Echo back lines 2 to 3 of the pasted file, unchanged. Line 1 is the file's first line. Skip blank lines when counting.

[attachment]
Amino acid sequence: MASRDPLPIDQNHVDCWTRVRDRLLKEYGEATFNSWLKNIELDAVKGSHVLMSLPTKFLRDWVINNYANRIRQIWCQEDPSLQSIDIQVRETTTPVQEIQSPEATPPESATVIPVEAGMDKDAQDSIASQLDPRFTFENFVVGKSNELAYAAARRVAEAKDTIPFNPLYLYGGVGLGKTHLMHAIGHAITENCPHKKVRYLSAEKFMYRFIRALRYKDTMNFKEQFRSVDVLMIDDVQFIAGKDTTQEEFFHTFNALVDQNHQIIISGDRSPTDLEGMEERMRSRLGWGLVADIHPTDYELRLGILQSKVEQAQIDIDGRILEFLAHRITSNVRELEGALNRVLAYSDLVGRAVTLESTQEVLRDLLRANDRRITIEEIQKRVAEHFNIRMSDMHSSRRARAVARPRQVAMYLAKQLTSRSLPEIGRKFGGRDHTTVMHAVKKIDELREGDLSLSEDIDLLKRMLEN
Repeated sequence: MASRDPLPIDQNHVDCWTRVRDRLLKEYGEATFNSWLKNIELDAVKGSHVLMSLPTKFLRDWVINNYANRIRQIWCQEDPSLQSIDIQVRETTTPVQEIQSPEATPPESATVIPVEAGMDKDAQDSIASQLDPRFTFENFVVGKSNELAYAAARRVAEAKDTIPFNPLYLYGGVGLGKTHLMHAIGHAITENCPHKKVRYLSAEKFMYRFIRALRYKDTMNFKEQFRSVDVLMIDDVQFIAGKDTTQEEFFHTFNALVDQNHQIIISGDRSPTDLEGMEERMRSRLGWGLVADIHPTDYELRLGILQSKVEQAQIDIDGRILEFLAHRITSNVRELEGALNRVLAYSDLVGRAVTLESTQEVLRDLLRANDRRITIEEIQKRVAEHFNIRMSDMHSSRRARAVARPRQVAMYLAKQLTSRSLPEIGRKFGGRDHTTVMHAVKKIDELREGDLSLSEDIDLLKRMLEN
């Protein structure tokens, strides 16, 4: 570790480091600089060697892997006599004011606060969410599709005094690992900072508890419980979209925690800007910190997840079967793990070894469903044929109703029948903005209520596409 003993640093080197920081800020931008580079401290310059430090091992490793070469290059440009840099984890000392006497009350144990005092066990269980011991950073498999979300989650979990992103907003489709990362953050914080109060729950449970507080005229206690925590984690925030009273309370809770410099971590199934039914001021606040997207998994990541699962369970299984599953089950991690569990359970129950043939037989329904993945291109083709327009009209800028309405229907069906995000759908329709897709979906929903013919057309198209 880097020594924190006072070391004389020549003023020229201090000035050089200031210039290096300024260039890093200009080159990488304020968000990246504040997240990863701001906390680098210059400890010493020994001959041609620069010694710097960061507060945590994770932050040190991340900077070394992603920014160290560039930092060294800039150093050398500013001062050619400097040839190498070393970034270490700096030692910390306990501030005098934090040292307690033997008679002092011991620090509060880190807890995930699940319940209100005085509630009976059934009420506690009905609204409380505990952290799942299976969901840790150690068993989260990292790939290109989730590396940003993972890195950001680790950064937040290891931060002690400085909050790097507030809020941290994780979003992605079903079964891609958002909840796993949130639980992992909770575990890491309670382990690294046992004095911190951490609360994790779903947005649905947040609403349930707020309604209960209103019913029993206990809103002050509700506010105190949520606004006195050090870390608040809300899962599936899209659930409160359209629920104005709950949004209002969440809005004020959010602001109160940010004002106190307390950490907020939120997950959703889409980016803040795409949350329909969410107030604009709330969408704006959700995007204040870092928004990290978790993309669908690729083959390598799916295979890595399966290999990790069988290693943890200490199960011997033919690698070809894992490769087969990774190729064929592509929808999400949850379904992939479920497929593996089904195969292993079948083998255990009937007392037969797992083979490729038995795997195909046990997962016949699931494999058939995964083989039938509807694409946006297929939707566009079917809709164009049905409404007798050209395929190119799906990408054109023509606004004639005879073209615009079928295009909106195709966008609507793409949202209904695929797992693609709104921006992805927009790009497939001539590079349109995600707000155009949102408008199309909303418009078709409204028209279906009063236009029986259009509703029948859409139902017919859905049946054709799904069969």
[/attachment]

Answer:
Repeated sequence: MASRDPLPIDQNHVDCWTRVRDRLLKEYGEATFNSWLKNIELDAVKGSHVLMSLPTKFLRDWVINNYANRIRQIWCQEDPSLQSIDIQVRETTTPVQEIQSPEATPPESATVIPVEAGMDKDAQDSIASQLDPRFTFENFVVGKSNELAYAAARRVAEAKDTIPFNPLYLYGGVGLGKTHLMHAIGHAITENCPHKKVRYLSAEKFMYRFIRALRYKDTMNFKEQFRSVDVLMIDDVQFIAGKDTTQEEFFHTFNALVDQNHQIIISGDRSPTDLEGMEERMRSRLGWGLVADIHPTDYELRLGILQSKVEQAQIDIDGRILEFLAHRITSNVRELEGALNRVLAYSDLVGRAVTLESTQEVLRDLLRANDRRITIEEIQKRVAEHFNIRMSDMHSSRRARAVARPRQVAMYLAKQLTSRSLPEIGRKFGGRDHTTVMHAVKKIDELREGDLSLSEDIDLLKRMLEN
């Protein structure tokens, strides 16, 4: 570790480091600089060697892997006599004011606060969410599709005094690992900072508890419980979209925690800007910190997840079967793990070894469903044929109703029948903005209520596409 003993640093080197920081800020931008580079401290310059430090091992490793070469290059440009840099984890000392006497009350144990005092066990269980011991950073498999979300989650979990992103907003489709990362953050914080109060729950449970507080005229206690925590984690925030009273309370809770410099971590199934039914001021606040997207998994990541699962369970299984599953089950991690569990359970129950043939037989329904993945291109083709327009009209800028309405229907069906995000759908329709897709979906929903013919057309198209 880097020594924190006072070391004389020549003023020229201090000035050089200031210039290096300024260039890093200009080159990488304020968000990246504040997240990863701001906390680098210059400890010493020994001959041609620069010694710097960061507060945590994770932050040190991340900077070394992603920014160290560039930092060294800039150093050398500013001062050619400097040839190498070393970034270490700096030692910390306990501030005098934090040292307690033997008679002092011991620090509060880190807890995930699940319940209100005085509630009976059934009420506690009905609204409380505990952290799942299976969901840790150690068993989260990292790939290109989730590396940003993972890195950001680790950064937040290891931060002690400085909050790097507030809020941290994780979003992605079903079964891609958002909840796993949130639980992992909770575990890491309670382990690294046992004095911190951490609360994790779903947005649905947040609403349930707020309604209960209103019913029993206990809103002050509700506010105190949520606004006195050090870390608040809300899962599936899209659930409160359209629920104005709950949004209002969440809005004020959010602001109160940010004002106190307390950490907020939120997950959703889409980016803040795409949350329909969410107030604009709330969408704006959700995007204040870092928004990290978790993309669908690729083959390598799916295979890595399966290999990790069988290693943890200490199960011997033919690698070809894992490769087969990774190729064929592509929808999400949850379904992939479920497929593996089904195969292993079948083998255990009937007392037969797992083979490729038995795997195909046990997962016949699931494999058939995964083989039938509807694409946006297929939707566009079917809709164009049905409404007798050209395929190119799906990408054109023509606004004639005879073209615009079928295009909106195709966008609507793409949202209904695929797992693609709104921006992805927009790009497939001539590079349109995600707000155009949102408008199309909303418009078709409204028209279906009063236009029986259009509703029948859409139902017919859905049946054709799904069969």